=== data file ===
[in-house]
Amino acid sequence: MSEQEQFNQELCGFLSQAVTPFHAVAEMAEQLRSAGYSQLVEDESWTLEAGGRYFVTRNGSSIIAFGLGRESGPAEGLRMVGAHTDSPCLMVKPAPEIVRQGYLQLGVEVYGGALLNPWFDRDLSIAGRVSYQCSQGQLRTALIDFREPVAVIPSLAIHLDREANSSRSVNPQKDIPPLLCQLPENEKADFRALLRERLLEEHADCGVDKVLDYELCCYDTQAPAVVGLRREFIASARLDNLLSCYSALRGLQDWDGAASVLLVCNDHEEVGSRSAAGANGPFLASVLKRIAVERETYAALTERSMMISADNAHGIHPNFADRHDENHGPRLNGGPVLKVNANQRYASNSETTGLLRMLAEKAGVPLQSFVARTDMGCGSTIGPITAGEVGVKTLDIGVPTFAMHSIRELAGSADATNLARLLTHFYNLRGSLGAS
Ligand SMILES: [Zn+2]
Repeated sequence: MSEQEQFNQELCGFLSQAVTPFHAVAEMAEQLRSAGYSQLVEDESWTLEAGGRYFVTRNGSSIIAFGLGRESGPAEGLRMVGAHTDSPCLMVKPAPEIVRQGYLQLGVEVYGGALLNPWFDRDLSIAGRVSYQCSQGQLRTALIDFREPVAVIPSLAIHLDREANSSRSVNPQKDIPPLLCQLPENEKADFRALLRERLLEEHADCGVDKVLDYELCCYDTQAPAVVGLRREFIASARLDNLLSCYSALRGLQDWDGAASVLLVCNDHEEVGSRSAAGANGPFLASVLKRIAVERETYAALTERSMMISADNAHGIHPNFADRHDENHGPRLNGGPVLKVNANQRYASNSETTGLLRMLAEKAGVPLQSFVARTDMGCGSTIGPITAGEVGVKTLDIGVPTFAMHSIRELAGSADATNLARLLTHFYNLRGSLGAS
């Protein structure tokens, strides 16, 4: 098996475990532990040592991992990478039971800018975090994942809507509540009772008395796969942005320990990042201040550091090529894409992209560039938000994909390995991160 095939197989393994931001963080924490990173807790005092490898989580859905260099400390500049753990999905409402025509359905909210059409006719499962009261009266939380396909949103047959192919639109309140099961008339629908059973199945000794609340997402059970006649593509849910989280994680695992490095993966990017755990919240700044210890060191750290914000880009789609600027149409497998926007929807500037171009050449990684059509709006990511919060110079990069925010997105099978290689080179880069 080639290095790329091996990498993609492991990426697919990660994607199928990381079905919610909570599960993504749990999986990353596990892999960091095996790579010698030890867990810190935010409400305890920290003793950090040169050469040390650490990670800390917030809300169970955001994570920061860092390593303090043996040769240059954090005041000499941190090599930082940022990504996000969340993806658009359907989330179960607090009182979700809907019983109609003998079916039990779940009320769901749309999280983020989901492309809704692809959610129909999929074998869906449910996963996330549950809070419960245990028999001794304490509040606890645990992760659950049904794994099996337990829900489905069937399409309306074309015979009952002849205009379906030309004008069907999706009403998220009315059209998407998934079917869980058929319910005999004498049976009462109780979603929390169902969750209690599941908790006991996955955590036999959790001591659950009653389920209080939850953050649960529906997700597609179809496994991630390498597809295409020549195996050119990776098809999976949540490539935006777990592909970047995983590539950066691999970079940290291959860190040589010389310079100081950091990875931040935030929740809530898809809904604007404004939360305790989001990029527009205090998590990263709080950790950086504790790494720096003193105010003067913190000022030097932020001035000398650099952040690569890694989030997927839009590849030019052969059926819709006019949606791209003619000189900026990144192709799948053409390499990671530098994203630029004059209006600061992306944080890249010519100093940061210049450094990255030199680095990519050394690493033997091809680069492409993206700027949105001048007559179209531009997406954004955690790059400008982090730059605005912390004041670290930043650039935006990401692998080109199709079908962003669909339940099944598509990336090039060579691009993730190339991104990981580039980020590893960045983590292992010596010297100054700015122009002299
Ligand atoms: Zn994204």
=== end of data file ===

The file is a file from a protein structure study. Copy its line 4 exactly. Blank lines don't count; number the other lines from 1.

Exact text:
Repeated sequence: MSEQEQFNQELCGFLSQAVTPFHAVAEMAEQLRSAGYSQLVEDESWTLEAGGRYFVTRNGSSIIAFGLGRESGPAEGLRMVGAHTDSPCLMVKPAPEIVRQGYLQLGVEVYGGALLNPWFDRDLSIAGRVSYQCSQGQLRTALIDFREPVAVIPSLAIHLDREANSSRSVNPQKDIPPLLCQLPENEKADFRALLRERLLEEHADCGVDKVLDYELCCYDTQAPAVVGLRREFIASARLDNLLSCYSALRGLQDWDGAASVLLVCNDHEEVGSRSAAGANGPFLASVLKRIAVERETYAALTERSMMISADNAHGIHPNFADRHDENHGPRLNGGPVLKVNANQRYASNSETTGLLRMLAEKAGVPLQSFVARTDMGCGSTIGPITAGEVGVKTLDIGVPTFAMHSIRELAGSADATNLARLLTHFYNLRGSLGAS